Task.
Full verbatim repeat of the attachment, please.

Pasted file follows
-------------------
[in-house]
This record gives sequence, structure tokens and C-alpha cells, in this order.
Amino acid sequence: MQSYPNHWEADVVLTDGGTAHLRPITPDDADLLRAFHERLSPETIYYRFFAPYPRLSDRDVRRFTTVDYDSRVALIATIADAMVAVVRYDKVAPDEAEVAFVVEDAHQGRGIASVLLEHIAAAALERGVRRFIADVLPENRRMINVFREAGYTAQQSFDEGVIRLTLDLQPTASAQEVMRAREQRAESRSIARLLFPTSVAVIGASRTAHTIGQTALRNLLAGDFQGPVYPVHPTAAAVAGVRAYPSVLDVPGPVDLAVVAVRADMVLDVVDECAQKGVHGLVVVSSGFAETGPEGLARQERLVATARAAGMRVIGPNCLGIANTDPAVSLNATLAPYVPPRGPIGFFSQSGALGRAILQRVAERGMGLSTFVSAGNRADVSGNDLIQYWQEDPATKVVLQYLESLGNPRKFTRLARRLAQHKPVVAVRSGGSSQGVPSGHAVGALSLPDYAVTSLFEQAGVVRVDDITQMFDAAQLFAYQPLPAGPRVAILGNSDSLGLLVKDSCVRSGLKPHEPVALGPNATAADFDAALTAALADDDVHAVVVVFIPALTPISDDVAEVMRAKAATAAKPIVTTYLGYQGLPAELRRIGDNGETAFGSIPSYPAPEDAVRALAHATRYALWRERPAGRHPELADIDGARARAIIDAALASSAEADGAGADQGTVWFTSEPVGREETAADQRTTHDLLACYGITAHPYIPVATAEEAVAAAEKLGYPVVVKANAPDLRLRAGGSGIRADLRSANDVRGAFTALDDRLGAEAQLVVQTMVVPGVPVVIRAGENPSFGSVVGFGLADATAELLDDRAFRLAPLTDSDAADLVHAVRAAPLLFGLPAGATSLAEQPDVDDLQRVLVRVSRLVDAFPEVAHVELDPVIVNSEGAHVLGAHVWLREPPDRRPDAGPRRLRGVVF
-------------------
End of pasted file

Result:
[in-house]
This record gives sequence, structure tokens and C-alpha cells, in this order.
Amino acid sequence: MQSYPNHWEADVVLTDGGTAHLRPITPDDADLLRAFHERLSPETIYYRFFAPYPRLSDRDVRRFTTVDYDSRVALIATIADAMVAVVRYDKVAPDEAEVAFVVEDAHQGRGIASVLLEHIAAAALERGVRRFIADVLPENRRMINVFREAGYTAQQSFDEGVIRLTLDLQPTASAQEVMRAREQRAESRSIARLLFPTSVAVIGASRTAHTIGQTALRNLLAGDFQGPVYPVHPTAAAVAGVRAYPSVLDVPGPVDLAVVAVRADMVLDVVDECAQKGVHGLVVVSSGFAETGPEGLARQERLVATARAAGMRVIGPNCLGIANTDPAVSLNATLAPYVPPRGPIGFFSQSGALGRAILQRVAERGMGLSTFVSAGNRADVSGNDLIQYWQEDPATKVVLQYLESLGNPRKFTRLARRLAQHKPVVAVRSGGSSQGVPSGHAVGALSLPDYAVTSLFEQAGVVRVDDITQMFDAAQLFAYQPLPAGPRVAILGNSDSLGLLVKDSCVRSGLKPHEPVALGPNATAADFDAALTAALADDDVHAVVVVFIPALTPISDDVAEVMRAKAATAAKPIVTTYLGYQGLPAELRRIGDNGETAFGSIPSYPAPEDAVRALAHATRYALWRERPAGRHPELADIDGARARAIIDAALASSAEADGAGADQGTVWFTSEPVGREETAADQRTTHDLLACYGITAHPYIPVATAEEAVAAAEKLGYPVVVKANAPDLRLRAGGSGIRADLRSANDVRGAFTALDDRLGAEAQLVVQTMVVPGVPVVIRAGENPSFGSVVGFGLADATAELLDDRAFRLAPLTDSDAADLVHAVRAAPLLFGLPAGATSLAEQPDVDDLQRVLVRVSRLVDAFPEVAHVELDPVIVNSEGAHVLGAHVWLREPPDRRPDAGPRRLRGVVF